Big Head Blues Club celebrates 100 Years of Robert Johnson
When it comes to the life and music of legendary Delta bluesman Robert Johnson there’s not much that can be said that hasn’t been said many times over. But…being that May 8th of 2011 marks the 100-year anniversary of Johnson’s birth, there are those who would not let it pass unacknowledged. Coming to the conclusion that the event should indeed be acknowledged is the easy part, however. The difficult part, clearly, is how to properly celebrate the musical contributions of such an important historical figure as Johnson, who has been one of the most influential blues artists of all time.
For a specific group of musicians and singer/songwriters it wasn’t quite as difficult as it might have been for some to mark the occasion, since they simply decided to do what they do best – play music. And what better way to celebrate Johnson’s than through song, his songs…or at least a selection of the twenty-nine songs he had recorded during his short lifetime? So for the Big Head Blues Club, a loose association of notable roots artists of varying style and renown, it was time to assemble and record a worthwhile and meaningful tribute album to celebrate 100 Years of Robert Johnson. And in that regard they have certainly succeeded.
Big Head Blues Club features Big Head Todd & The Monsters and a host of special guests including B.B. King, Hubert Sumlin, Honeyboy Edwards, Charlie Musselwhite, Ruthie Foster, Cedric Burnside, and Lightnin’ Malcolm. Now, with that kind of lineup one cannot help but have rather high expectations for such a tribute, as mine admittedly were. And though the songs on the tribute lack the raw, dirty and old-timey feel of Johnson’s versions, the players did an impressive job of reworking the material as their own interpretations.
It has been a blues tradition since the dawn of the movement itself for artists to swap their songs back and forth. An artist often chose a song for which he had some appreciation from another artist, and then played it at live performances or on his recordings, only with his own individual stamp on it. Not only was it a sign of admiration and respect to do this, it also tended to reveal the possibilities and potential of the song. Sometimes the borrowing artist used the song in its entirety, while at other times just used bits and pieces. “Dust My Broom,” for example, is a blues standard that has been performed and recorded by several artists throughout the years. In fact, there is an ongoing dispute as to whether Robert Johnson or Elmore James actually wrote the song. Johnson’s version, titled “I Believe I’ll Dust My Broom,” was first to be recorded in 1936, while Elmore didn’t record his “Dust My Broom” version until 1951. For obvious reasons many people side with Johnson. But for the old time blues players, such disputes over the ownership of a song were very uncommon. Such were times, such were the blues, and such were their ways.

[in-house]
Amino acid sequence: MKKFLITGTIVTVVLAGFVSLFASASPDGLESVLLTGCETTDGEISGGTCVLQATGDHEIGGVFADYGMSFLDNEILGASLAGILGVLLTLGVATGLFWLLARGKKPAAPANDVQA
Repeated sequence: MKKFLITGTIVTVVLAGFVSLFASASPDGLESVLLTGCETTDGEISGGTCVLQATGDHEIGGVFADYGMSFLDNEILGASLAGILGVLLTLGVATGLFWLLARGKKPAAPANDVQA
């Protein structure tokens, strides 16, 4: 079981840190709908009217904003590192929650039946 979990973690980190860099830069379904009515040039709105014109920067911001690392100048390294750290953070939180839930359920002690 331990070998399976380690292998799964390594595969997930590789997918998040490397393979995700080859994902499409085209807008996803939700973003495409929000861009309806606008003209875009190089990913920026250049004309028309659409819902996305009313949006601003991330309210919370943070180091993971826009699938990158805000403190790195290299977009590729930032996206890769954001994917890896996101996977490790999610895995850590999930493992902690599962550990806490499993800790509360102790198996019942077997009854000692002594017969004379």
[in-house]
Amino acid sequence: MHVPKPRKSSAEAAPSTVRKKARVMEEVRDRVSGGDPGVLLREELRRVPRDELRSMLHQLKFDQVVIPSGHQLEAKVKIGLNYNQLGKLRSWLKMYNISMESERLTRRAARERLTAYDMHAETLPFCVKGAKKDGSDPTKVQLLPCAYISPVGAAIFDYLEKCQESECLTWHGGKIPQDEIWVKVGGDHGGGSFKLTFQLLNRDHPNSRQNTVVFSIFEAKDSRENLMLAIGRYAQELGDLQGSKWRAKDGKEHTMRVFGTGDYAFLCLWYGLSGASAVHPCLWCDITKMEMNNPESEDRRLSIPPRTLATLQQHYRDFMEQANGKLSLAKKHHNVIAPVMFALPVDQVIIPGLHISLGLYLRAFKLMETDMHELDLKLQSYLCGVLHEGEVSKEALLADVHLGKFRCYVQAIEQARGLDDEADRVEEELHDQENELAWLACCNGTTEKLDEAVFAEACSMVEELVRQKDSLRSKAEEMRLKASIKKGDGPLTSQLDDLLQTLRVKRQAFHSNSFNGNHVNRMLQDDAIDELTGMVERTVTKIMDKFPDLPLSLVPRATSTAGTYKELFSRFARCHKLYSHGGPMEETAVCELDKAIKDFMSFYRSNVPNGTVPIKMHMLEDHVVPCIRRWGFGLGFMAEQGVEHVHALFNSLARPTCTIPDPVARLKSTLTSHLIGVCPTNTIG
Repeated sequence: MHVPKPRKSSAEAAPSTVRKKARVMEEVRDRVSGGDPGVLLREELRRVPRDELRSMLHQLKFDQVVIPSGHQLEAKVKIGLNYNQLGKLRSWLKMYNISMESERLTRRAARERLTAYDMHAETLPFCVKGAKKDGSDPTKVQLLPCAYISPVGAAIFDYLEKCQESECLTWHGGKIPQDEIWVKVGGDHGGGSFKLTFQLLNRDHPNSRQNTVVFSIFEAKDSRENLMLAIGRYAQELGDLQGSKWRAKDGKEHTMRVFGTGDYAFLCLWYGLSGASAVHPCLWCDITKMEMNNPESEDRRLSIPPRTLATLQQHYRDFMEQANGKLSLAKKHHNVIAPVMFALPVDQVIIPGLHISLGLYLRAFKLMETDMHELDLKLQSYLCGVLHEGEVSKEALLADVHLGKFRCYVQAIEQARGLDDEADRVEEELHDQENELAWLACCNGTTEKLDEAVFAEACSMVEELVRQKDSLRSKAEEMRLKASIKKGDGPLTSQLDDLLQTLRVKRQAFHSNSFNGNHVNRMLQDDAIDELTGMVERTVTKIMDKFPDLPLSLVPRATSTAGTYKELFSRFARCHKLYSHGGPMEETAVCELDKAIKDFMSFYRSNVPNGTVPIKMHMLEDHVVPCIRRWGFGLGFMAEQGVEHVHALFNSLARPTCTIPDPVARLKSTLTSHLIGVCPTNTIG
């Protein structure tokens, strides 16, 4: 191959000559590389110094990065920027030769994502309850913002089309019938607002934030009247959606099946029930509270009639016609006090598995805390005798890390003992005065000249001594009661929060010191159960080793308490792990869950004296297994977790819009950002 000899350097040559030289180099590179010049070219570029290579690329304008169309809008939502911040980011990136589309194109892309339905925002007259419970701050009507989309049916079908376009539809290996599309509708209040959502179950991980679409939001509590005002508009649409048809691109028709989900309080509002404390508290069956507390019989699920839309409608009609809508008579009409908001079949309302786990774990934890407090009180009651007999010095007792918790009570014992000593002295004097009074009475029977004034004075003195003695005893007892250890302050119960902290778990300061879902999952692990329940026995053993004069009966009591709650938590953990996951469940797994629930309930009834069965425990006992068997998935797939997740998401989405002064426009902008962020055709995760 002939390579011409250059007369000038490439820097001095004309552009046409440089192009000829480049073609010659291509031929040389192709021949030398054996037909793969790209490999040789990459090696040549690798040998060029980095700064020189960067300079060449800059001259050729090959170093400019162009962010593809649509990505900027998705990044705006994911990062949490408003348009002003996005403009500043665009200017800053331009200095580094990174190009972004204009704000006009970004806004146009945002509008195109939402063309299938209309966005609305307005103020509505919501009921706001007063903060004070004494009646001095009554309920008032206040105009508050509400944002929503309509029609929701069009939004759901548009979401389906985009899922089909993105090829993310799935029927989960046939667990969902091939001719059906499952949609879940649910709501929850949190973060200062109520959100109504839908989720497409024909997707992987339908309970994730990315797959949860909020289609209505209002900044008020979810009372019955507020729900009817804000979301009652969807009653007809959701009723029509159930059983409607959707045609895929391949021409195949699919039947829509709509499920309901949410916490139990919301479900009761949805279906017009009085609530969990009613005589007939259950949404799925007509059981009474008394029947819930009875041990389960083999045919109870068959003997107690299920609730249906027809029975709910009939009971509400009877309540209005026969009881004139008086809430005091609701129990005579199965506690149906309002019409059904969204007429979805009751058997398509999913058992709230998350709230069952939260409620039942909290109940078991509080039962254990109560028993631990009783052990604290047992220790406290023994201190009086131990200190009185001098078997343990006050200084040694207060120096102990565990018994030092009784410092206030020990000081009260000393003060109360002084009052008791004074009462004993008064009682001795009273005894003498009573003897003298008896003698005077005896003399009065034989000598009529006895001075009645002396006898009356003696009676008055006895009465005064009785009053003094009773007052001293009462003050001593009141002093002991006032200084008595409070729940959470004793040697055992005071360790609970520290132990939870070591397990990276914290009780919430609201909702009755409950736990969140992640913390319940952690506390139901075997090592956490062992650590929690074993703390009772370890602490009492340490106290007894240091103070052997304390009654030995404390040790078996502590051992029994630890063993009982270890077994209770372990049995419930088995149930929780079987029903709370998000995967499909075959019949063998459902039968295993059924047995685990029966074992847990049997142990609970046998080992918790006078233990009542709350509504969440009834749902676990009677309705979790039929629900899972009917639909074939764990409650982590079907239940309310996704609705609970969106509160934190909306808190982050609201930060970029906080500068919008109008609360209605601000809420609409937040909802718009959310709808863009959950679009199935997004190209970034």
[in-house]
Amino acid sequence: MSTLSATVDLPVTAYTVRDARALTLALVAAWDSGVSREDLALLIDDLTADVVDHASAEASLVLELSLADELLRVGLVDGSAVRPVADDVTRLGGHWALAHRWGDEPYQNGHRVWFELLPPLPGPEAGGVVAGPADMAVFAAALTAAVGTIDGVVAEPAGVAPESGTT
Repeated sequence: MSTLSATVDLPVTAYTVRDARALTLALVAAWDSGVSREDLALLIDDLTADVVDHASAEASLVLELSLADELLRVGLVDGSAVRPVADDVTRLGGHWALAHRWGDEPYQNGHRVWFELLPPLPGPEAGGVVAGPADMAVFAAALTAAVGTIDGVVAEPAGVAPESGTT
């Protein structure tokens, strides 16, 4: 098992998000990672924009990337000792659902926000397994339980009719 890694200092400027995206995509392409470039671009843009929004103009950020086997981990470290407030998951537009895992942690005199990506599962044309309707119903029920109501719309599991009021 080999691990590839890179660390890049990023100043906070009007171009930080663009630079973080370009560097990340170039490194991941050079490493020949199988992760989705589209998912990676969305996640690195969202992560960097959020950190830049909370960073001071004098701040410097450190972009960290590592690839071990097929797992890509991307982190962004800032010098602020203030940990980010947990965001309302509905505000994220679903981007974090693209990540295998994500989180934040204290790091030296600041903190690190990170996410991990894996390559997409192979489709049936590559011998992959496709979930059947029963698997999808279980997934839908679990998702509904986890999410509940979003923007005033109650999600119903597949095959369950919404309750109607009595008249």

There is a lot of mystery surrounding the life of Robert Johnson, mainly because he was an itinerant musician and singer/songwriter, more often than not performing on street corners and at dance halls and juke joints, and didn’t manage to achieve the full measure of his success until some time after his death. Most of the mystery surrounding Johnson’s life results from his untimely death, which is said to have been from the hands of a jealous husband whose wife Johnson flirted with. It is reported that he was poisoned. There is also a Faustian myth attached to Johnson’s life, which states that he met the Devil at a crossroads, where he sold his soul to be a great blues musician. To be fair, Johnson’s life is poorly documented. What significant bits of him remain are alive and well on his recordings. The rest, I dare say, is the stuff of legend.
Now, when I first heard that Big Head Todd & The Monsters were involved in the undertaking of this particular tribute to Robert Johnson, I confessedly had my doubts. After all, they are known primarily as a rock band, and while they are not a bad rock band, their sound doesn’t come across as very blues-influenced. Of course, once I learned of the other artists accompanying them on the tribute album, my thoughts on the subject began to take new shape. And listening to the newly released 100 Years of Robert Johnson by the Big Head Blues Club has even further corrected such errors in my thinking. The truth is, I applaud their efforts. And it is an album that I will be listening to for some time to come.
The tracklisting on Big Head Blues Club’s 100 Years of Robert Johnson is as follows:
1. Come on in My Kitchen
2. Ramblin’ on My Mind
3. When You Gotta Good Friend
4. Crossroads Blues
5. Preachin’ Blues
6. Kind Hearted Woman
7. If I Had Possession Over Judgment Day
8. Last Fair Deal Gone Down
9. All My Love’s in Vain
10. Sweet Home Chicago
Big Head Blues Club’s 100 Years of Robert Johnson was released on March 1, 2011. So all of you blues enthusiasts and album collectors have the chance to get your hands on it before the 100th anniversary of Robert Johnson’s birthday passes. I mean, think about it, what better way to celebrate the man than to play not only his records but those of the artists who have paid tribute to him since?